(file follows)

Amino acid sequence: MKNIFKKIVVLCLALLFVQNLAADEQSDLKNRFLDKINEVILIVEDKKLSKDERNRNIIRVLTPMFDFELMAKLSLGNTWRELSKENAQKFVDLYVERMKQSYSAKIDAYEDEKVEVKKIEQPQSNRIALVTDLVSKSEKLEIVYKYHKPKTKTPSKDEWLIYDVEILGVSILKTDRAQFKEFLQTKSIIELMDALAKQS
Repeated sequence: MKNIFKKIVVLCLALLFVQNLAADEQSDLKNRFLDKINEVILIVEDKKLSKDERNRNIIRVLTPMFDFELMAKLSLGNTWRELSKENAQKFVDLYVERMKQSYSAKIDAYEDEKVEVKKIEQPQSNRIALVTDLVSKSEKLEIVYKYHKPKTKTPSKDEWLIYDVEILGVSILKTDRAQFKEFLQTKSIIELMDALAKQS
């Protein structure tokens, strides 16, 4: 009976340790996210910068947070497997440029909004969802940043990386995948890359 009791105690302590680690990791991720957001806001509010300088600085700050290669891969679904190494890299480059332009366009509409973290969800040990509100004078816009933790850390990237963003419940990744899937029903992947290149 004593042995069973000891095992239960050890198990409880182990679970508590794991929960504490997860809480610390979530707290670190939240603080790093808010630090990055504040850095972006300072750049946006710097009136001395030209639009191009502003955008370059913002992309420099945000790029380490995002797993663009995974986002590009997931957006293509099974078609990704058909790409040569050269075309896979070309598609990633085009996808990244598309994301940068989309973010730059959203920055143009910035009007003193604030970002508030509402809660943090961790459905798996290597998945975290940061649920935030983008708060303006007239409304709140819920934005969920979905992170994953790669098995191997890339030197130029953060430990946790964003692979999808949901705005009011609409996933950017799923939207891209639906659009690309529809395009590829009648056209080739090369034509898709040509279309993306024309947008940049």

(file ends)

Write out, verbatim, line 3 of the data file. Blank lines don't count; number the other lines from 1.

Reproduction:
């Protein structure tokens, strides 16, 4: 009976340790996210910068947070497997440029909004969802940043990386995948890359 009791105690302590680690990791991720957001806001509010300088600085700050290669891969679904190494890299480059332009366009509409973290969800040990509100004078816009933790850390990237963003419940990744899937029903992947290149 004593042995069973000891095992239960050890198990409880182990679970508590794991929960504490997860809480610390979530707290670190939240603080790093808010630090990055504040850095972006300072750049946006710097009136001395030209639009191009502003955008370059913002992309420099945000790029380490995002797993663009995974986002590009997931957006293509099974078609990704058909790409040569050269075309896979070309598609990633085009996808990244598309994301940068989309973010730059959203920055143009910035009007003193604030970002508030509402809660943090961790459905798996290597998945975290940061649920935030983008708060303006007239409304709140819920934005969920979905992170994953790669098995191997890339030197130029953060430990946790964003692979999808949901705005009011609409996933950017799923939207891209639906659009690309529809395009590829009648056209080739090369034509898709040509279309993306024309947008940049």